Ahmed’s poetry was a constant source of solace and renewal to which he escaped for inspiration and sanity. He loved poetry of every kind whether English, Urdu or Persian. Ahmed was as fascinated by Keats and Coleridge as he was by Rumi and Ghalib. For us, he serves as a guide to the inner recesses of the Muslim world showing us its very heart. Through the poems, the reader gets fresh insights into the Muslim world and its struggles. Above all, they carry the eternal message of hope and compassion.
Dr. Ahmed’s Bio:Ambassador Akbar Ahmed is the Ibn Khaldun Chair of Islamic Studies, American University (Washington, DC), the First Distinguished Chair of Middle East and Islamic Studies at the US Naval Academy (Annapolis, MD), and a Nonresident Senior Fellow at the Brookings Institution. He has taught at Princeton, Harvard, and Cambridge Universities and is considered “the world’s leading authority on contemporary Islam” by the BBC.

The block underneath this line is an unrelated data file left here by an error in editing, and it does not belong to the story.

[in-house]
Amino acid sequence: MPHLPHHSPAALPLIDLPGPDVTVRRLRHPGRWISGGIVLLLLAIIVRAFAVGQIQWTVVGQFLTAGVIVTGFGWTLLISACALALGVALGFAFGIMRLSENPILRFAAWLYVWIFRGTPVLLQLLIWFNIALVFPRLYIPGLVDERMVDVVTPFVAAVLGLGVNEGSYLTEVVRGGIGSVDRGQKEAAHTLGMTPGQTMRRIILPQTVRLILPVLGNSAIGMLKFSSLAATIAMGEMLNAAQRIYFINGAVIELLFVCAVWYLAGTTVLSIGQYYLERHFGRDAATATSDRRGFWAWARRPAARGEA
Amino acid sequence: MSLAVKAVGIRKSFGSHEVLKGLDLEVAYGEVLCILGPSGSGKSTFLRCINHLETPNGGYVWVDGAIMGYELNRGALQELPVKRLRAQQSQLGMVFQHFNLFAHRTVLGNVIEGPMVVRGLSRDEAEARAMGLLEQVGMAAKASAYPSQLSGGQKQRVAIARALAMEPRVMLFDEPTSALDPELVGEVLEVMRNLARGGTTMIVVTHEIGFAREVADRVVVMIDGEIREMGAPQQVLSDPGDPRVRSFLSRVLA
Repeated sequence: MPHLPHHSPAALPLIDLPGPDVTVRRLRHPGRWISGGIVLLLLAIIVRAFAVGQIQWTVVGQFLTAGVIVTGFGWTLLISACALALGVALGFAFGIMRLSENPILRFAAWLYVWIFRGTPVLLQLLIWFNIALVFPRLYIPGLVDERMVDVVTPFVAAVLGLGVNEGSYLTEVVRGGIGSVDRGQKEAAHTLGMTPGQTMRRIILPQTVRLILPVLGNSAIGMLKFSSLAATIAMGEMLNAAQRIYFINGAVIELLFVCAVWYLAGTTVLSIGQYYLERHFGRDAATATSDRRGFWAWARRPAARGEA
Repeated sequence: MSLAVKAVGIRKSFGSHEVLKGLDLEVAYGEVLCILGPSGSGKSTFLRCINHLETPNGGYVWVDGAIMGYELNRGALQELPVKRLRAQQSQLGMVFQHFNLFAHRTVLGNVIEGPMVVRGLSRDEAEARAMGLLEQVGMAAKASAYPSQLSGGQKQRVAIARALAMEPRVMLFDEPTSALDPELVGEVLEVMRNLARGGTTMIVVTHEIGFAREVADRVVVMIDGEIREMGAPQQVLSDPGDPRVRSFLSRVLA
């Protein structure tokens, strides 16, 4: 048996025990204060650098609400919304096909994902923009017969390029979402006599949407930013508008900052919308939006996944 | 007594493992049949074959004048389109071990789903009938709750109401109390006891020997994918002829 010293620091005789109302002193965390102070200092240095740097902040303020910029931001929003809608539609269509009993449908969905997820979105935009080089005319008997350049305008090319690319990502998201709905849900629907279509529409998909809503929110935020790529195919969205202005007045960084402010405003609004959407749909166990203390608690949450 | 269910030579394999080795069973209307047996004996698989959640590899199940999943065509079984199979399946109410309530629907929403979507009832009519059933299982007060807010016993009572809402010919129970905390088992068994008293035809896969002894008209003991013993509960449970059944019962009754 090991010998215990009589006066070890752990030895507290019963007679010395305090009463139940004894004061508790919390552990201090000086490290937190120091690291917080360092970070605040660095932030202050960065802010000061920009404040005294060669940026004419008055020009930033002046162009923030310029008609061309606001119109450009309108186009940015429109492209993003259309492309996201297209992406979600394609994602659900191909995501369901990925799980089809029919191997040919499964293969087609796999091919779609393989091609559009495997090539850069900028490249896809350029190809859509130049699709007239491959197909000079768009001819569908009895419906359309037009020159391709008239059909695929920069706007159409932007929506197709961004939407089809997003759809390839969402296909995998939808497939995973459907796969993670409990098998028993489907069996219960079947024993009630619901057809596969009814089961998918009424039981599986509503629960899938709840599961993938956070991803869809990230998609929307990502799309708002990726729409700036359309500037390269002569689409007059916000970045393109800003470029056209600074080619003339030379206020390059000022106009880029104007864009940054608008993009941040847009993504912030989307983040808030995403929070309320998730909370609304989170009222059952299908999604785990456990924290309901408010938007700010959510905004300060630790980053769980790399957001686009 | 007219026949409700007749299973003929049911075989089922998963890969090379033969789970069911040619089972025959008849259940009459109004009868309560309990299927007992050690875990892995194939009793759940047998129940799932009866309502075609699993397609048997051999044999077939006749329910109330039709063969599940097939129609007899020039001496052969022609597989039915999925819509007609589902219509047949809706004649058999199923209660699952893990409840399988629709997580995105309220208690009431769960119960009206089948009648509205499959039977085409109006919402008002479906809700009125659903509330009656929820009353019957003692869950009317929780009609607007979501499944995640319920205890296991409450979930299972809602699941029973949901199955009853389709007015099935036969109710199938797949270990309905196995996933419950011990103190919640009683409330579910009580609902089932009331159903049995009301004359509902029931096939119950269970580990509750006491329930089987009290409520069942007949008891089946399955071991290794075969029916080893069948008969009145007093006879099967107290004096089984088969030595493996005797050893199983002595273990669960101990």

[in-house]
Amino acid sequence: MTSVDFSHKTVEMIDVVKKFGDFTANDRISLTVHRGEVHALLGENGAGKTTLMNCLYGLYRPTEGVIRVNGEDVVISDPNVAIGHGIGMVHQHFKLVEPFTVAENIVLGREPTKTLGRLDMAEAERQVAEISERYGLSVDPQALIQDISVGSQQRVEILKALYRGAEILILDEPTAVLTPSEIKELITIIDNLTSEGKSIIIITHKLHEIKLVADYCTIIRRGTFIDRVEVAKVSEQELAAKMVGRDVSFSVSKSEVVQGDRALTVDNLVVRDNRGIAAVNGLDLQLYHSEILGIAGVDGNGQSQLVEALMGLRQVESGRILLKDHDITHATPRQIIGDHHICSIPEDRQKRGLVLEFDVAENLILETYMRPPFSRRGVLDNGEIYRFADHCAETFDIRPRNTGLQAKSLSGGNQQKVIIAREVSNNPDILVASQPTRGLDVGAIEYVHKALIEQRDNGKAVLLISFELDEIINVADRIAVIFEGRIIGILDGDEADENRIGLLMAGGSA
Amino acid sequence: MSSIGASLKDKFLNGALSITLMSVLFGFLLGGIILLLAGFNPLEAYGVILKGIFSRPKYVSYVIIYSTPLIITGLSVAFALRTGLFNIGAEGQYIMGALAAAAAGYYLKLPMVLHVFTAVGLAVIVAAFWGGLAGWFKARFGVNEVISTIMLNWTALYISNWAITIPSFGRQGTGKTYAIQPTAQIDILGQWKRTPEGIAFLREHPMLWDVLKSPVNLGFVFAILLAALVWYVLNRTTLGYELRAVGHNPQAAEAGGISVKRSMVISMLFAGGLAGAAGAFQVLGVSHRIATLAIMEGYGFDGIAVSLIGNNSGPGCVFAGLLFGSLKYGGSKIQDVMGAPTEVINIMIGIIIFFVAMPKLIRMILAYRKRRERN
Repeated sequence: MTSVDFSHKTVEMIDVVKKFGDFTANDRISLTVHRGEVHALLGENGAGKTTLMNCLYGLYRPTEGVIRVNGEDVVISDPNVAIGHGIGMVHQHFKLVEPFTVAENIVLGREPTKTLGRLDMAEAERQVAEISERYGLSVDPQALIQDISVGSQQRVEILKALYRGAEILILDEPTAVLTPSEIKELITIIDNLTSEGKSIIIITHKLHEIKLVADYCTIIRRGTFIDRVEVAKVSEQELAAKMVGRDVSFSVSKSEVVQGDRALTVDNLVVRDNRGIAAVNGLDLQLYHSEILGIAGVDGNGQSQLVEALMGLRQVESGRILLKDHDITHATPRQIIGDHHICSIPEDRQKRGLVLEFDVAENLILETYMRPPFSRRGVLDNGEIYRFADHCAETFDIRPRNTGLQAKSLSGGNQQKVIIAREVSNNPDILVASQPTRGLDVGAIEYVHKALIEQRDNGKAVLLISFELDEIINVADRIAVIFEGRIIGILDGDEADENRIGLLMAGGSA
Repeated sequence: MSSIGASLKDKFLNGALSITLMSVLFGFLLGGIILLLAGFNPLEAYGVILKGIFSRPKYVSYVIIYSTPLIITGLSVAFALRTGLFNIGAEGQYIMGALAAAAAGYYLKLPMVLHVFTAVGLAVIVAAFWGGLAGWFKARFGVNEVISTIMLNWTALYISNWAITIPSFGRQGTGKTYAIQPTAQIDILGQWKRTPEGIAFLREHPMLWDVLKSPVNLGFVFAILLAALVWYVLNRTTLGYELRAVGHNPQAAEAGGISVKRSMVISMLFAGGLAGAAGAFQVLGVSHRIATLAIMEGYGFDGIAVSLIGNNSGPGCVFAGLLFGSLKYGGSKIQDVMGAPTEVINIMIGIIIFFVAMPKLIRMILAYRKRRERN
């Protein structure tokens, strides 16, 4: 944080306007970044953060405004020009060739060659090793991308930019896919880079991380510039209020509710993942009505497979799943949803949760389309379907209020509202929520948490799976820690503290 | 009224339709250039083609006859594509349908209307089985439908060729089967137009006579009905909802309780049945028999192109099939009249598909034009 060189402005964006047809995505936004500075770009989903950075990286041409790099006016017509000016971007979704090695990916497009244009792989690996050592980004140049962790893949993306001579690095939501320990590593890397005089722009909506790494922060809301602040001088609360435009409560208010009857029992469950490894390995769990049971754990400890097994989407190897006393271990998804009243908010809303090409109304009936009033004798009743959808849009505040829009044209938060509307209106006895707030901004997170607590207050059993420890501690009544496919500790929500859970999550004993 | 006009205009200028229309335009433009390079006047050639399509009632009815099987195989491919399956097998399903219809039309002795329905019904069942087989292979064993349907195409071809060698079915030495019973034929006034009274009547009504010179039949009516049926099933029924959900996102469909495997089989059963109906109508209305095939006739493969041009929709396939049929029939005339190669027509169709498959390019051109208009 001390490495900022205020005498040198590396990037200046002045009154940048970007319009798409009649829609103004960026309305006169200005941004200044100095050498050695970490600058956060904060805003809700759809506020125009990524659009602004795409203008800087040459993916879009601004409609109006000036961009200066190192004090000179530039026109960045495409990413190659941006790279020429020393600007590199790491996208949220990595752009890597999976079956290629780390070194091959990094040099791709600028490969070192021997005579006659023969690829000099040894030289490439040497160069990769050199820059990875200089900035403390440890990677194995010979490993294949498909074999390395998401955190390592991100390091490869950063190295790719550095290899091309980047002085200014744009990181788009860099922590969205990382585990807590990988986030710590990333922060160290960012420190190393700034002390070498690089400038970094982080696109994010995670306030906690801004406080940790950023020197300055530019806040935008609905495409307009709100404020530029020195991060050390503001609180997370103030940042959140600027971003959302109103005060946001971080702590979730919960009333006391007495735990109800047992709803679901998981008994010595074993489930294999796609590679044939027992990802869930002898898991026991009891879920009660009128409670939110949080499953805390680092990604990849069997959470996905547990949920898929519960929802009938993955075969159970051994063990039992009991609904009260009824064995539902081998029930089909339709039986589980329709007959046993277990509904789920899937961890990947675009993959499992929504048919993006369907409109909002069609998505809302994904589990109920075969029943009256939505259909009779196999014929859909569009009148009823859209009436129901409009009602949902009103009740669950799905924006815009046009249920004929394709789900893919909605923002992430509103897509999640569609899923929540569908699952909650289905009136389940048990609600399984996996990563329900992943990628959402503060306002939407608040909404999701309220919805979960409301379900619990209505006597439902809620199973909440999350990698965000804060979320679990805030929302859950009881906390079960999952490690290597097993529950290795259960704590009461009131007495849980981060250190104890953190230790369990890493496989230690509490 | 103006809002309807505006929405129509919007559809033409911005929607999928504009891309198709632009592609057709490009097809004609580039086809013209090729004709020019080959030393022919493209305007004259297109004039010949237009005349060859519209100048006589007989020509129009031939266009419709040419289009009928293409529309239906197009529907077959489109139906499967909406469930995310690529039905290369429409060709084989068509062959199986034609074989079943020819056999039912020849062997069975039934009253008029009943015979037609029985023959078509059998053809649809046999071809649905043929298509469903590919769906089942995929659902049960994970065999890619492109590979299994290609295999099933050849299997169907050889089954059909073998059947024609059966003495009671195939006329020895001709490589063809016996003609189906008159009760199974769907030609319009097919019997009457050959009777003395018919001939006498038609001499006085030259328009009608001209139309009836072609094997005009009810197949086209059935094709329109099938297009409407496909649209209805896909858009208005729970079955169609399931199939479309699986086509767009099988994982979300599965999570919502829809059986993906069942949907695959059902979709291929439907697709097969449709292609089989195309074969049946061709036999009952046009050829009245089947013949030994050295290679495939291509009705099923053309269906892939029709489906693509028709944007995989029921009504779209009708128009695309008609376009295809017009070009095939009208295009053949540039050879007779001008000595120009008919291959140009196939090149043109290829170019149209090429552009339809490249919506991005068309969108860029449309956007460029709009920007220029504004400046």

Once served as Pakistan’s High Commissioner to the UK and Ireland, Ahmed is regularly interviewed by CNN, CBS, BBC, and Fox News and has appeared several times on the Oprah Winfrey Show, as well as The Daily Show and The O’Reilly Factor. He is the author of over a dozen award-winning books, including Discovering Islam, which was the basis of the BBC six-part TV series called “Living Islam”. His plays, “Noor” and “The Trial of Dara Shikoh” have been staged and published. His books have been translated into many languages, including Chinese and Indonesian.
THE 5TH INNING
Author: E. Ethelbert Miller
Publisher: PM Press/Busboys and Poets
Published: March 2009
Page Count: 160
Dimensions: 5 by 8
Subjects: Memoir, Politics